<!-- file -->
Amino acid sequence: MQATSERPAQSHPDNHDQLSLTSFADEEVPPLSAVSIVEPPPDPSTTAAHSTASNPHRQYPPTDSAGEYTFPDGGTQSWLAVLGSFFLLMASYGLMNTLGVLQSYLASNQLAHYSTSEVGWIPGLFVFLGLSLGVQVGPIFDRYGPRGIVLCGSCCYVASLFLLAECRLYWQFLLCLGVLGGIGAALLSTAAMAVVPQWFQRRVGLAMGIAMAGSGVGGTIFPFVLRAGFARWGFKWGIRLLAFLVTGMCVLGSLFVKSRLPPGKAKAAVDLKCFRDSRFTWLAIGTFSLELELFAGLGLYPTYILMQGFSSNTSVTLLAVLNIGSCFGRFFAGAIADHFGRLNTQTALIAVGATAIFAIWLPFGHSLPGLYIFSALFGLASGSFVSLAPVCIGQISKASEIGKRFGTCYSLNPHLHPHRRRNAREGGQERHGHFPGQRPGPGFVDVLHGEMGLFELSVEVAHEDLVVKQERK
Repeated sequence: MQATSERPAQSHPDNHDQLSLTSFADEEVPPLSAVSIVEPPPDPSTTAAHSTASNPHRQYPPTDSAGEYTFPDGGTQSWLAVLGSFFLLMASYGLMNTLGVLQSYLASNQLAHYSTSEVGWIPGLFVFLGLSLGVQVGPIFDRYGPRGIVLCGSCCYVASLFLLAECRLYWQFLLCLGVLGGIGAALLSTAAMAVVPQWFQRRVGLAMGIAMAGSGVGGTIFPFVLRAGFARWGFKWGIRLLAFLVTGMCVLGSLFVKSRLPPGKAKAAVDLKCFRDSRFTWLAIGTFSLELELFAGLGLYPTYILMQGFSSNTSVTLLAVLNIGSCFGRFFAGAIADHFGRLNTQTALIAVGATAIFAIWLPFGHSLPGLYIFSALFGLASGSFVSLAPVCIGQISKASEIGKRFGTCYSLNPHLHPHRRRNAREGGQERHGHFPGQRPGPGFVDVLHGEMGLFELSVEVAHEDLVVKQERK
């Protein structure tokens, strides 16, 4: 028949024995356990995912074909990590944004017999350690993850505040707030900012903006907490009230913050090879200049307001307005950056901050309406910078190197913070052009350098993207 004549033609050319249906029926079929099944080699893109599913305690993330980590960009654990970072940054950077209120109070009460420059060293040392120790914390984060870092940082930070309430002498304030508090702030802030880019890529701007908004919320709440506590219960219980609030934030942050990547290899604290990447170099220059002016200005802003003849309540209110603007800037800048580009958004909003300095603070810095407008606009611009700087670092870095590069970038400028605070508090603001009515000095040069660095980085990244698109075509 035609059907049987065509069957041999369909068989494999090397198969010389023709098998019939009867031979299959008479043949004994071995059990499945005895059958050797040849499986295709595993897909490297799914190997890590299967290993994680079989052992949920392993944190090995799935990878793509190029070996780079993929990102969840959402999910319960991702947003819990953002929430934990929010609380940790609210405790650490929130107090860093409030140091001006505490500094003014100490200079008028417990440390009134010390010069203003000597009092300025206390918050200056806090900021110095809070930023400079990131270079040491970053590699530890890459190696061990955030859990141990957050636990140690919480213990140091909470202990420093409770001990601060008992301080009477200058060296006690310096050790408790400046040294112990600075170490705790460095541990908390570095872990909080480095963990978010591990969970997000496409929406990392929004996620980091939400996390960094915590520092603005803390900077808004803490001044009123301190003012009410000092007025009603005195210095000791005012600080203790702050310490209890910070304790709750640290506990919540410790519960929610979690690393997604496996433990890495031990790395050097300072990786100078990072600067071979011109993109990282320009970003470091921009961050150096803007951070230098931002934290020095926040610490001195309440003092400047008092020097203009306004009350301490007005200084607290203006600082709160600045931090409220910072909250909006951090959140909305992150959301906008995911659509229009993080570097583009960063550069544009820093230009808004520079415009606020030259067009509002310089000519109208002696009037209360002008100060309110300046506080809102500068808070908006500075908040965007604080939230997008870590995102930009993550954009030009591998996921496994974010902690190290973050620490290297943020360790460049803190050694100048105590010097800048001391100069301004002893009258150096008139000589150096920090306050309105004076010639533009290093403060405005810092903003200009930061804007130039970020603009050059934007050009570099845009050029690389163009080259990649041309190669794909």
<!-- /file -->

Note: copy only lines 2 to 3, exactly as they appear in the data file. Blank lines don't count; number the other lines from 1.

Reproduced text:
Repeated sequence: MQATSERPAQSHPDNHDQLSLTSFADEEVPPLSAVSIVEPPPDPSTTAAHSTASNPHRQYPPTDSAGEYTFPDGGTQSWLAVLGSFFLLMASYGLMNTLGVLQSYLASNQLAHYSTSEVGWIPGLFVFLGLSLGVQVGPIFDRYGPRGIVLCGSCCYVASLFLLAECRLYWQFLLCLGVLGGIGAALLSTAAMAVVPQWFQRRVGLAMGIAMAGSGVGGTIFPFVLRAGFARWGFKWGIRLLAFLVTGMCVLGSLFVKSRLPPGKAKAAVDLKCFRDSRFTWLAIGTFSLELELFAGLGLYPTYILMQGFSSNTSVTLLAVLNIGSCFGRFFAGAIADHFGRLNTQTALIAVGATAIFAIWLPFGHSLPGLYIFSALFGLASGSFVSLAPVCIGQISKASEIGKRFGTCYSLNPHLHPHRRRNAREGGQERHGHFPGQRPGPGFVDVLHGEMGLFELSVEVAHEDLVVKQERK
């Protein structure tokens, strides 16, 4: 028949024995356990995912074909990590944004017999350690993850505040707030900012903006907490009230913050090879200049307001307005950056901050309406910078190197913070052009350098993207 004549033609050319249906029926079929099944080699893109599913305690993330980590960009654990970072940054950077209120109070009460420059060293040392120790914390984060870092940082930070309430002498304030508090702030802030880019890529701007908004919320709440506590219960219980609030934030942050990547290899604290990447170099220059002016200005802003003849309540209110603007800037800048580009958004909003300095603070810095407008606009611009700087670092870095590069970038400028605070508090603001009515000095040069660095980085990244698109075509 035609059907049987065509069957041999369909068989494999090397198969010389023709098998019939009867031979299959008479043949004994071995059990499945005895059958050797040849499986295709595993897909490297799914190997890590299967290993994680079989052992949920392993944190090995799935990878793509190029070996780079993929990102969840959402999910319960991702947003819990953002929430934990929010609380940790609210405790650490929130107090860093409030140091001006505490500094003014100490200079008028417990440390009134010390010069203003000597009092300025206390918050200056806090900021110095809070930023400079990131270079040491970053590699530890890459190696061990955030859990141990957050636990140690919480213990140091909470202990420093409770001990601060008992301080009477200058060296006690310096050790408790400046040294112990600075170490705790460095541990908390570095872990909080480095963990978010591990969970997000496409929406990392929004996620980091939400996390960094915590520092603005803390900077808004803490001044009123301190003012009410000092007025009603005195210095000791005012600080203790702050310490209890910070304790709750640290506990919540410790519960929610979690690393997604496996433990890495031990790395050097300072990786100078990072600067071979011109993109990282320009970003470091921009961050150096803007951070230098931002934290020095926040610490001195309440003092400047008092020097203009306004009350301490007005200084607290203006600082709160600045931090409220910072909250909006951090959140909305992150959301906008995911659509229009993080570097583009960063550069544009820093230009808004520079415009606020030259067009509002310089000519109208002696009037209360002008100060309110300046506080809102500068808070908006500075908040965007604080939230997008870590995102930009993550954009030009591998996921496994974010902690190290973050620490290297943020360790460049803190050694100048105590010097800048001391100069301004002893009258150096008139000589150096920090306050309105004076010639533009290093403060405005810092903003200009930061804007130039970020603009050059934007050009570099845009050029690389163009080259990649041309190669794909």